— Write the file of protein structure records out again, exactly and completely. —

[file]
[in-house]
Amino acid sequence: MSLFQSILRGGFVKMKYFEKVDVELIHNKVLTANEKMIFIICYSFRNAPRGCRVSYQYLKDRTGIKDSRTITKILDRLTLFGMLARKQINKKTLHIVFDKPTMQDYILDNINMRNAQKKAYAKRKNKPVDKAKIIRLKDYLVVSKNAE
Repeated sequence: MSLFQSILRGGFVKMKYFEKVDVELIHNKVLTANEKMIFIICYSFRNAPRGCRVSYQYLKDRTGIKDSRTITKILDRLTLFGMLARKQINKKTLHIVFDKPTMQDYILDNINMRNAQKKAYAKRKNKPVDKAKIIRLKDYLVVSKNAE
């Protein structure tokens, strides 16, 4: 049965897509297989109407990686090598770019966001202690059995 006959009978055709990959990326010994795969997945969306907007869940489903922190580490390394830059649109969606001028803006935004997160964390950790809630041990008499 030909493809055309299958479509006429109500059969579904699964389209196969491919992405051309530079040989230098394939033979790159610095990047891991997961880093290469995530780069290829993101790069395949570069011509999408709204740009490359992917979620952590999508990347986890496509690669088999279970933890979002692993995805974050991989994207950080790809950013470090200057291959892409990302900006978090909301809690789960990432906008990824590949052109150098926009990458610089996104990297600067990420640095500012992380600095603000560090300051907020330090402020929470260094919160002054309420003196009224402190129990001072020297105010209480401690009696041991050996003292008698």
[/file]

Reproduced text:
[in-house]
Amino acid sequence: MSLFQSILRGGFVKMKYFEKVDVELIHNKVLTANEKMIFIICYSFRNAPRGCRVSYQYLKDRTGIKDSRTITKILDRLTLFGMLARKQINKKTLHIVFDKPTMQDYILDNINMRNAQKKAYAKRKNKPVDKAKIIRLKDYLVVSKNAE
Repeated sequence: MSLFQSILRGGFVKMKYFEKVDVELIHNKVLTANEKMIFIICYSFRNAPRGCRVSYQYLKDRTGIKDSRTITKILDRLTLFGMLARKQINKKTLHIVFDKPTMQDYILDNINMRNAQKKAYAKRKNKPVDKAKIIRLKDYLVVSKNAE
């Protein structure tokens, strides 16, 4: 049965897509297989109407990686090598770019966001202690059995 006959009978055709990959990326010994795969997945969306907007869940489903922190580490390394830059649109969606001028803006935004997160964390950790809630041990008499 030909493809055309299958479509006429109500059969579904699964389209196969491919992405051309530079040989230098394939033979790159610095990047891991997961880093290469995530780069290829993101790069395949570069011509999408709204740009490359992917979620952590999508990347986890496509690669088999279970933890979002692993995805974050991989994207950080790809950013470090200057291959892409990302900006978090909301809690789960990432906008990824590949052109150098926009990458610089996104990297600067990420640095500012992380600095603000560090300051907020330090402020929470260094919160002054309420003196009224402190129990001072020297105010209480401690009696041991050996003292008698």